Our visit to Vienna was cut short by our decision to quickly move to Portugal for what we thought would be a short “hunker down” period before resuming our European adventures. (Read about our brief taste of Vienna in an earlier post). As it turned out, this would be our last stop - for now - before we sadly had to head back to the US. Our short stay in the lovely coastal town of Cascais, Portugal, only served to whet our appetite for more - we’ll surely be back!
We chose to stay in Cascais because Nancy’s friends Jacqui and Jay had relocated there from the US and could not say enough good things about this beautiful suburb of Lisbon - just a short drive west of the city. Because our plans were made in haste, we spent two uneventful nights at an airport hotel in Lisbon, and two nights at the Cascais City Beach Hotel, before settling into a long-term AirBnB rental a 20-minute walk from the town center. The hotel had opened only 2 weeks before we arrived and the friendly staff and brand-new facilities were just what we needed to decompress from all the travel gyrations we had just endured.
Cascais was formerly a fishing village, but now it is a playground for the wealthy. As we sipped our coffee and tea at an outdoor cafe near the hotel we enjoyed a parade of luxury cars - one more beautiful than the next. We strolled through the town center to the sea wall and understood what draws people here.
The hotel staff recommended the nearby “A Nova Estrela” for dinner. Nancy sensed right away a great vibe when she saw the display of porcelain black birds on the ceiling. It was authentic Portuguese, starting with a local soft cheese - like a steamed ricotta - offset by spiced garlicky olives; a great accompaniment to the respectable house red wine. We each had a grilled fish dinner - Nancy gladly accepted the waitress’ offer to deftly de-bone her’s right at the table. We finished off with a complementary “Flor de Amendoa” almond liqueur for Nancy (who was glad she gave in to the gentle arm-twisting from the waitress), and a tawny “Porto” for Richard. The waitress - clearly the proprietor - presented the check in a lovely, hand-carved, wooden box, complete with a small instant photo she had snapped of us enjoying our meal. A truly amazing dinner for less than $45!
On our second day in Cascais we explored some more and discovered the beautiful “Casa de Santa Maria”, a museum that was once a luxurious private residence. Then we came upon the “Cidadela de Cascais” - an imposing fortress with a beautiful sculpture park. Our second dinner recommendation was at the nearby “Restaurante Casa Velha”, where we enjoyed another great dinner - this time a roasted chicken for Nancy and duck over rice for Richard. Again the bill was under $50 including wine.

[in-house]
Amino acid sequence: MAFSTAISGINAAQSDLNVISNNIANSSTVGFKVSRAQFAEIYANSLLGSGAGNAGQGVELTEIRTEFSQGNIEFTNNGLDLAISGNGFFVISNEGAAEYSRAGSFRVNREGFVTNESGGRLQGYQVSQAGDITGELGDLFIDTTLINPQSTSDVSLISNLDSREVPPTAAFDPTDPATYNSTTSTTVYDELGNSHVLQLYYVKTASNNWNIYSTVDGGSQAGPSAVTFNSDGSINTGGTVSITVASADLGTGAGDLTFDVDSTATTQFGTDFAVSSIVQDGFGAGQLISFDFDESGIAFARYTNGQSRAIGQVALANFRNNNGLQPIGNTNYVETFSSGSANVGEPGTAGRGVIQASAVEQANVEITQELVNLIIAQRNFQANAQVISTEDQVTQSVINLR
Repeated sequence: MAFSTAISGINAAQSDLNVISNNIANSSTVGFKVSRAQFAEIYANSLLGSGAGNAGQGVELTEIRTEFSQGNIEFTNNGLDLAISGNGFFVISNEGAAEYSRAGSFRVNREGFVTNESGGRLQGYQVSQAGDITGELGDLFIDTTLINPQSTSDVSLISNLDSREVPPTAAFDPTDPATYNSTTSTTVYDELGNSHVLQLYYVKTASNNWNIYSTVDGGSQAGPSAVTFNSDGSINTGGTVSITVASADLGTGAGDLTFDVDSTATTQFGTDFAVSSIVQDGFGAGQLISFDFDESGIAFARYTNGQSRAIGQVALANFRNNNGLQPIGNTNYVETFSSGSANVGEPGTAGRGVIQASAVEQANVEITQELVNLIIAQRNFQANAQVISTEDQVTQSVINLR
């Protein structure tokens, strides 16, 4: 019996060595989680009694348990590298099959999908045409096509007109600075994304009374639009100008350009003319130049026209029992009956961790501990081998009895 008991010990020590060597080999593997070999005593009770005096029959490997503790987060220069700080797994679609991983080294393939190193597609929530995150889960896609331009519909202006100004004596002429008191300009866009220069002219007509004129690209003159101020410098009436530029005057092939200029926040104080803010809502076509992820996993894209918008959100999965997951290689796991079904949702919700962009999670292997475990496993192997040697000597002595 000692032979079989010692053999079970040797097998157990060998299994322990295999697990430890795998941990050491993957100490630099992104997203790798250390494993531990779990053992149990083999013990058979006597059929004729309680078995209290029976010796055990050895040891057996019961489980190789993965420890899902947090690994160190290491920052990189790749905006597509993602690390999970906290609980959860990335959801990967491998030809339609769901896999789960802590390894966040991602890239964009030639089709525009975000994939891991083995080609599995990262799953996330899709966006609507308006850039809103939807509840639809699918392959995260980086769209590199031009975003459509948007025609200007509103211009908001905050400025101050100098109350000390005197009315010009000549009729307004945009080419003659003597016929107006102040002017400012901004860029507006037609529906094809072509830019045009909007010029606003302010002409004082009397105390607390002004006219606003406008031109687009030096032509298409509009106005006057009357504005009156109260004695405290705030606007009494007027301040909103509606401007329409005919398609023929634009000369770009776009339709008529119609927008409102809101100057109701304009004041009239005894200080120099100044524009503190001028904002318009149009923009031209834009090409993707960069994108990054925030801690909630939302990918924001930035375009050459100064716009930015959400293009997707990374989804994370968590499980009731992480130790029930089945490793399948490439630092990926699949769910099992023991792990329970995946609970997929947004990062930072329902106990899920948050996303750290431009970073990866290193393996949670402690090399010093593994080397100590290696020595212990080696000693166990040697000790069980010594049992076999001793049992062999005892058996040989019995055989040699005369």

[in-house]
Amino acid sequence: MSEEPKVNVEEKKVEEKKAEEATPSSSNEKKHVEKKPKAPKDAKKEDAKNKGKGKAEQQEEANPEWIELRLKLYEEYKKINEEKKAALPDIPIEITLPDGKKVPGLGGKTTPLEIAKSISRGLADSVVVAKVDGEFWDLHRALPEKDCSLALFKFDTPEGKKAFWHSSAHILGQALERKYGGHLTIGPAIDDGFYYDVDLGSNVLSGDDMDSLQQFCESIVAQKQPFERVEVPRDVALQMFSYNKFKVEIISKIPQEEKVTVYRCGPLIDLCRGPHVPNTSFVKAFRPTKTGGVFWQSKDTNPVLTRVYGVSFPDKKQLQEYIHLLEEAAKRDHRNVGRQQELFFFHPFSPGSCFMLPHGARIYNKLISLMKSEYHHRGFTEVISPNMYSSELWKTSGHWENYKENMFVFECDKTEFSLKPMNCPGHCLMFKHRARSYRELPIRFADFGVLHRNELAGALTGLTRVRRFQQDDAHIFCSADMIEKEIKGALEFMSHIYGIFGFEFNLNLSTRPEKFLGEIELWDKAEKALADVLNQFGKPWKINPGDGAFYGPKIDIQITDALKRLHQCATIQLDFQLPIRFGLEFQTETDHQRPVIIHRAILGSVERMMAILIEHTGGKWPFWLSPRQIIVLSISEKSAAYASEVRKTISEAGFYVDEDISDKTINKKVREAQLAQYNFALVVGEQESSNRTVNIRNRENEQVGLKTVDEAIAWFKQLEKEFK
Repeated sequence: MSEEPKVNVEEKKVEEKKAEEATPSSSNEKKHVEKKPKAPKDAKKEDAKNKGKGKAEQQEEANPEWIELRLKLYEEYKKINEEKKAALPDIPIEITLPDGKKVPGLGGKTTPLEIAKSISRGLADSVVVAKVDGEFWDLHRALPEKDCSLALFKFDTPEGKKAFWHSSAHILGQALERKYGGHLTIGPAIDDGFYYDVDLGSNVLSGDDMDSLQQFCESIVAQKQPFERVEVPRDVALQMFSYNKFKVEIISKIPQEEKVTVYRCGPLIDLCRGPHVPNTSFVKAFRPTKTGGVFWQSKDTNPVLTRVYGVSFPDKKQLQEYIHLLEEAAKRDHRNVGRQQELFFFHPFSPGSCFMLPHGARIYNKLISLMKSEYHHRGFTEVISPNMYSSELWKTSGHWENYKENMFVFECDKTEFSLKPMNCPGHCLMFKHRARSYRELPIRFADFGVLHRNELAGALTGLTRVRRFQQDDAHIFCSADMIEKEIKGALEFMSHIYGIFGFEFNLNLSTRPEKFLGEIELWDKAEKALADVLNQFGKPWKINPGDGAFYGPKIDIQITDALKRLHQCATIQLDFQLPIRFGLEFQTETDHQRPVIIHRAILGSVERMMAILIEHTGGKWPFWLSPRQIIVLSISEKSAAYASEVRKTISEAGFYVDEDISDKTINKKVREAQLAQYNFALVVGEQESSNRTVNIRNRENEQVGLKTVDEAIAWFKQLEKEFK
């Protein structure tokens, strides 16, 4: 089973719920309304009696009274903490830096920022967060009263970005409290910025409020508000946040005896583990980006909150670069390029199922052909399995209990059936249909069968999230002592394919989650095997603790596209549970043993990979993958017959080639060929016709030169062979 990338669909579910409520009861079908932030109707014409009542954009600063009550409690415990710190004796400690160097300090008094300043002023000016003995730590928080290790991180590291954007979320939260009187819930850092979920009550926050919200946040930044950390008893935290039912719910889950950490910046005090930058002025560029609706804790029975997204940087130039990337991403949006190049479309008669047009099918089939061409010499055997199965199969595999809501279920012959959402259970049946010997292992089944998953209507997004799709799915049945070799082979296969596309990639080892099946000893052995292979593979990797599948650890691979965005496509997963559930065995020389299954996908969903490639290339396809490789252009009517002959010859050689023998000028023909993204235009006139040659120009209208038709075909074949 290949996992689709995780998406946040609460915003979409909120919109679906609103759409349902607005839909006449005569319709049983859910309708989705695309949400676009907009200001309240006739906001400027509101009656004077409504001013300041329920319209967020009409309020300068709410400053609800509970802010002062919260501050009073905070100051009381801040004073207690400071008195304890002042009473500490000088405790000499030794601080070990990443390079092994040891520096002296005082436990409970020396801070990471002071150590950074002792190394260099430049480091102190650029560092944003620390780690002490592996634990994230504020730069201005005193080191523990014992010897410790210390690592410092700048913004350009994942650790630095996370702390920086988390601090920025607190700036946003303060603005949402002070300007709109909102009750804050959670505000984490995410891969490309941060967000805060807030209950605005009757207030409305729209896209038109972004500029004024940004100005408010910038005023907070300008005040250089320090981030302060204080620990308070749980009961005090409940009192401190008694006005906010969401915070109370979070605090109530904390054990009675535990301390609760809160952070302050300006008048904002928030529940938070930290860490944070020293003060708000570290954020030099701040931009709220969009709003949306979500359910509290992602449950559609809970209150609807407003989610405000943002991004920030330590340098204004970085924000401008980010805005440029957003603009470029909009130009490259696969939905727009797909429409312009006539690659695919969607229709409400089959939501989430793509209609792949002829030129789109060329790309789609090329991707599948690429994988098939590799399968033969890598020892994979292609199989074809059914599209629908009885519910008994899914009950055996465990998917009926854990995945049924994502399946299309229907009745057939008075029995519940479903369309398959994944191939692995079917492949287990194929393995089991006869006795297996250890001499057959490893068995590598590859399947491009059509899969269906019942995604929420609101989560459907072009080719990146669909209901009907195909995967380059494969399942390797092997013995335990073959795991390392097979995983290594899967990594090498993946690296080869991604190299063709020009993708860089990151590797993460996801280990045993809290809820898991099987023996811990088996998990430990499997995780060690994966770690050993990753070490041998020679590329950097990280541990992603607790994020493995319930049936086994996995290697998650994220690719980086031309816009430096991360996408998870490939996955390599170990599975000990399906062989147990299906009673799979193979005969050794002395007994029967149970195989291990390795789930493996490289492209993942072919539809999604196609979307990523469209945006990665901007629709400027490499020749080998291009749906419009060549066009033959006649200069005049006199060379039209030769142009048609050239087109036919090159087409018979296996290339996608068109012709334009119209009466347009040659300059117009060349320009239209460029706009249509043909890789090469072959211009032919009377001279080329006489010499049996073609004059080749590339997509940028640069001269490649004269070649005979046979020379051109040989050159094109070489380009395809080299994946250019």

There was much to see in this lively seaport town, but we needed to move on to our AirBnB apartment located just outside the town center, where we hoped to be safely hunkered-down and near our expat friends for at least the next 6 weeks. Richard managed to get a good deal on a floor-model Yamaha keyboard in a small music shop, that would allow him to pass the time a bit more creatively. A quick Uber ride got us to our 1 bedroom apartment that had a glimpse of the Atlantic from our second story balcony. We could see the little “VIP” Supermarket from our window and there was a great bakery on the corner that had the best meat-filled samosas. With all of the official sites closed, walking was the key to our sanity. We explored the breathtaking coastline every day. Just to the north of us was a picturesque lighthouse, and just to the south was the “Boca do Inferno” (The Mouth of Hell) - a natural chasm on the shoreline where the waves cause huge splashes at high tide. In between were grassy paths, bright with wild flowers, along the rocky cliffs where we saw a group of rock climbers practicing their sport.
With restaurants all closed at this point, we ate in; simple meals like roasted chicken with rosemary, Spanish omelets with potatoes and onions, or even experiments at perfecting home-made tarte flambée. We made pop-corn and streamed movies and read good novels borrowed from the Minuteman Library Network on our “Libby” app. We could see the lines forming at the VIP Supermarket from our window and timed our shopping trips accordingly. Our self-imposed isolation kept us from ever meeting up with our friends whose apartment we could literally see from ours. Still we were settling into a rhythm we thought we could sustain. But a tense ZOOM call with our kids and the following sleepless night forced our hand, and we decided to cut our trip short and head back to the US, as we described in a previous post. We vowed that we’d be back...as soon as it was safe and fun to travel in Europe again.
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Nancy McCabe &